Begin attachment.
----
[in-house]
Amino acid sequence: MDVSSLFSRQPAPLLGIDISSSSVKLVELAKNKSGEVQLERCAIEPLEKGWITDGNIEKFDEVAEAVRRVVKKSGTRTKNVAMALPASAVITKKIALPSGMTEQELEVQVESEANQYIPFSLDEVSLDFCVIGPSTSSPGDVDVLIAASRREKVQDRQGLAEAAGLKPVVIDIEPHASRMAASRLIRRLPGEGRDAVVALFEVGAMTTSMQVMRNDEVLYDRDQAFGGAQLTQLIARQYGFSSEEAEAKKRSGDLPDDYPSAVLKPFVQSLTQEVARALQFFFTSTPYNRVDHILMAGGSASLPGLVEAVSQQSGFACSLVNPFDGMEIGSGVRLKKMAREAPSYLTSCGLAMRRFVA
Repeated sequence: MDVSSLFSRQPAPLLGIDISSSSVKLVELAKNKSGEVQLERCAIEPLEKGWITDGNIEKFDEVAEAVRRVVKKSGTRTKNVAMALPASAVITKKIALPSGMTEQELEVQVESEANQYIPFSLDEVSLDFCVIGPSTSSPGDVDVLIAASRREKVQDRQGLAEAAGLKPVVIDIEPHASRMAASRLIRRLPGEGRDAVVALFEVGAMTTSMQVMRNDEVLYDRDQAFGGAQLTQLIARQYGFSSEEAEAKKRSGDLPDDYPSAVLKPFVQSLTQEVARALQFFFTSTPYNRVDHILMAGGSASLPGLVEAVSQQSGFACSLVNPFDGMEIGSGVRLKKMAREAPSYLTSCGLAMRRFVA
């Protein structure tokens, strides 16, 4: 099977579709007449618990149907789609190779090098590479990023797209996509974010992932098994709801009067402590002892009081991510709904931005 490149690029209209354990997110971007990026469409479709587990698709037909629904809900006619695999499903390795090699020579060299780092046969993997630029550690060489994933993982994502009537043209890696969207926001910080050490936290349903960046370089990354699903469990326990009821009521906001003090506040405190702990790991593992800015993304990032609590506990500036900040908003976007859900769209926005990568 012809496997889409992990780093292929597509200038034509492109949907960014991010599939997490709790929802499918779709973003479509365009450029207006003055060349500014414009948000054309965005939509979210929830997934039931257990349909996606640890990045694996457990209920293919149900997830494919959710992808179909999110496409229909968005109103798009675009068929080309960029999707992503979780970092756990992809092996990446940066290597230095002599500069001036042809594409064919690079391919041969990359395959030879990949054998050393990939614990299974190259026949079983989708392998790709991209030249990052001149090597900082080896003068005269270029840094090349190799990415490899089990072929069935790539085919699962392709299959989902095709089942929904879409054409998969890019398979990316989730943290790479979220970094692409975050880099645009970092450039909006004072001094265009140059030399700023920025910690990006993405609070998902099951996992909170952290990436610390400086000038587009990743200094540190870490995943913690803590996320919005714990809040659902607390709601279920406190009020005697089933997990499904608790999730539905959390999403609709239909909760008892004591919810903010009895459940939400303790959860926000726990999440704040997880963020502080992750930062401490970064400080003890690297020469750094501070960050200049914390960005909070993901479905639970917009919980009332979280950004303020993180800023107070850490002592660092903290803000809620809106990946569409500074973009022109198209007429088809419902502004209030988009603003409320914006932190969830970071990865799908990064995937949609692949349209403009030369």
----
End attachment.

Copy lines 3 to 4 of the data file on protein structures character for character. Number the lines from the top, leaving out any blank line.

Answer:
Repeated sequence: MDVSSLFSRQPAPLLGIDISSSSVKLVELAKNKSGEVQLERCAIEPLEKGWITDGNIEKFDEVAEAVRRVVKKSGTRTKNVAMALPASAVITKKIALPSGMTEQELEVQVESEANQYIPFSLDEVSLDFCVIGPSTSSPGDVDVLIAASRREKVQDRQGLAEAAGLKPVVIDIEPHASRMAASRLIRRLPGEGRDAVVALFEVGAMTTSMQVMRNDEVLYDRDQAFGGAQLTQLIARQYGFSSEEAEAKKRSGDLPDDYPSAVLKPFVQSLTQEVARALQFFFTSTPYNRVDHILMAGGSASLPGLVEAVSQQSGFACSLVNPFDGMEIGSGVRLKKMAREAPSYLTSCGLAMRRFVA
């Protein structure tokens, strides 16, 4: 099977579709007449618990149907789609190779090098590479990023797209996509974010992932098994709801009067402590002892009081991510709904931005 490149690029209209354990997110971007990026469409479709587990698709037909629904809900006619695999499903390795090699020579060299780092046969993997630029550690060489994933993982994502009537043209890696969207926001910080050490936290349903960046370089990354699903469990326990009821009521906001003090506040405190702990790991593992800015993304990032609590506990500036900040908003976007859900769209926005990568 012809496997889409992990780093292929597509200038034509492109949907960014991010599939997490709790929802499918779709973003479509365009450029207006003055060349500014414009948000054309965005939509979210929830997934039931257990349909996606640890990045694996457990209920293919149900997830494919959710992808179909999110496409229909968005109103798009675009068929080309960029999707992503979780970092756990992809092996990446940066290597230095002599500069001036042809594409064919690079391919041969990359395959030879990949054998050393990939614990299974190259026949079983989708392998790709991209030249990052001149090597900082080896003068005269270029840094090349190799990415490899089990072929069935790539085919699962392709299959989902095709089942929904879409054409998969890019398979990316989730943290790479979220970094692409975050880099645009970092450039909006004072001094265009140059030399700023920025910690990006993405609070998902099951996992909170952290990436610390400086000038587009990743200094540190870490995943913690803590996320919005714990809040659902607390709601279920406190009020005697089933997990499904608790999730539905959390999403609709239909909760008892004591919810903010009895459940939400303790959860926000726990999440704040997880963020502080992750930062401490970064400080003890690297020469750094501070960050200049914390960005909070993901479905639970917009919980009332979280950004303020993180800023107070850490002592660092903290803000809620809106990946569409500074973009022109198209007429088809419902502004209030988009603003409320914006932190969830970071990865799908990064995937949609692949349209403009030369």